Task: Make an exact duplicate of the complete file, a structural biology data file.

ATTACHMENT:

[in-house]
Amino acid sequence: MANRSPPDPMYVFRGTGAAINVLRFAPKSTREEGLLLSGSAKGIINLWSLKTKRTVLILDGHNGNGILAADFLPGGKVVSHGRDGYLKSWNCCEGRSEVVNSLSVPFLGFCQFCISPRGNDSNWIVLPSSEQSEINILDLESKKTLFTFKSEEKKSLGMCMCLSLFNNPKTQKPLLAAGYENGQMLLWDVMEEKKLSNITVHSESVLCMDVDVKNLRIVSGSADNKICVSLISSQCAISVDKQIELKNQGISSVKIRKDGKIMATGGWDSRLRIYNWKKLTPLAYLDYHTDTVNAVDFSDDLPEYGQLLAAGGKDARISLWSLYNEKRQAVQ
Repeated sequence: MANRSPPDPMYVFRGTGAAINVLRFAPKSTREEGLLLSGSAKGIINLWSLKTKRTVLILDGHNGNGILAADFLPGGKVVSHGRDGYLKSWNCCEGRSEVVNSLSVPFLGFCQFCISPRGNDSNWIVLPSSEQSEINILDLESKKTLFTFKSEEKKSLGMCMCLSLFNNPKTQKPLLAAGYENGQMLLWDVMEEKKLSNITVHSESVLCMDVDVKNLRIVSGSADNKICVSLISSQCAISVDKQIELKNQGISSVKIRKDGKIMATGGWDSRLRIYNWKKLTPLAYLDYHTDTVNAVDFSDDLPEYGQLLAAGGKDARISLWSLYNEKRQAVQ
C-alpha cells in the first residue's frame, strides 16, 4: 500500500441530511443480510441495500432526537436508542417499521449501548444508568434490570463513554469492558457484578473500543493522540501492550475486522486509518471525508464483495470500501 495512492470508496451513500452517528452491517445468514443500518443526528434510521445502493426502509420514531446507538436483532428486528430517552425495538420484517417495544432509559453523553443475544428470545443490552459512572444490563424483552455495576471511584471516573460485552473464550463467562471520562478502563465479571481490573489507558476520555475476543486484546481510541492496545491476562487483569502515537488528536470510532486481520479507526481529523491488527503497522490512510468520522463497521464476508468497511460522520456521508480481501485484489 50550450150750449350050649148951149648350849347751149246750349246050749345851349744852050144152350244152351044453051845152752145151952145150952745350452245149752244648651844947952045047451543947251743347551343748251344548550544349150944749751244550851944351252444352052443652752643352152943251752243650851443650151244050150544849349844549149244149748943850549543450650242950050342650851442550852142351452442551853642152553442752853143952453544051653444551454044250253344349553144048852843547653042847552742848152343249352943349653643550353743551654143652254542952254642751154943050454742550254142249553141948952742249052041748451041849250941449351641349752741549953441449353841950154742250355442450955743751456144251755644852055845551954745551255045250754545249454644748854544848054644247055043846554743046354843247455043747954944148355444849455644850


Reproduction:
[in-house]
Amino acid sequence: MANRSPPDPMYVFRGTGAAINVLRFAPKSTREEGLLLSGSAKGIINLWSLKTKRTVLILDGHNGNGILAADFLPGGKVVSHGRDGYLKSWNCCEGRSEVVNSLSVPFLGFCQFCISPRGNDSNWIVLPSSEQSEINILDLESKKTLFTFKSEEKKSLGMCMCLSLFNNPKTQKPLLAAGYENGQMLLWDVMEEKKLSNITVHSESVLCMDVDVKNLRIVSGSADNKICVSLISSQCAISVDKQIELKNQGISSVKIRKDGKIMATGGWDSRLRIYNWKKLTPLAYLDYHTDTVNAVDFSDDLPEYGQLLAAGGKDARISLWSLYNEKRQAVQ
Repeated sequence: MANRSPPDPMYVFRGTGAAINVLRFAPKSTREEGLLLSGSAKGIINLWSLKTKRTVLILDGHNGNGILAADFLPGGKVVSHGRDGYLKSWNCCEGRSEVVNSLSVPFLGFCQFCISPRGNDSNWIVLPSSEQSEINILDLESKKTLFTFKSEEKKSLGMCMCLSLFNNPKTQKPLLAAGYENGQMLLWDVMEEKKLSNITVHSESVLCMDVDVKNLRIVSGSADNKICVSLISSQCAISVDKQIELKNQGISSVKIRKDGKIMATGGWDSRLRIYNWKKLTPLAYLDYHTDTVNAVDFSDDLPEYGQLLAAGGKDARISLWSLYNEKRQAVQ
C-alpha cells in the first residue's frame, strides 16, 4: 500500500441530511443480510441495500432526537436508542417499521449501548444508568434490570463513554469492558457484578473500543493522540501492550475486522486509518471525508464483495470500501 495512492470508496451513500452517528452491517445468514443500518443526528434510521445502493426502509420514531446507538436483532428486528430517552425495538420484517417495544432509559453523553443475544428470545443490552459512572444490563424483552455495576471511584471516573460485552473464550463467562471520562478502563465479571481490573489507558476520555475476543486484546481510541492496545491476562487483569502515537488528536470510532486481520479507526481529523491488527503497522490512510468520522463497521464476508468497511460522520456521508480481501485484489 50550450150750449350050649148951149648350849347751149246750349246050749345851349744852050144152350244152351044453051845152752145151952145150952745350452245149752244648651844947952045047451543947251743347551343748251344548550544349150944749751244550851944351252444352052443652752643352152943251752243650851443650151244050150544849349844549149244149748943850549543450650242950050342650851442550852142351452442551853642152553442752853143952453544051653444551454044250253344349553144048852843547653042847552742848152343249352943349653643550353743551654143652254542952254642751154943050454742550254142249553141948952742249052041748451041849250941449351641349752741549953441449353841950154742250355442450955743751456144251755644852055845551954745551255045250754545249454644748854544848054644247055043846554743046354843247455043747954944148355444849455644850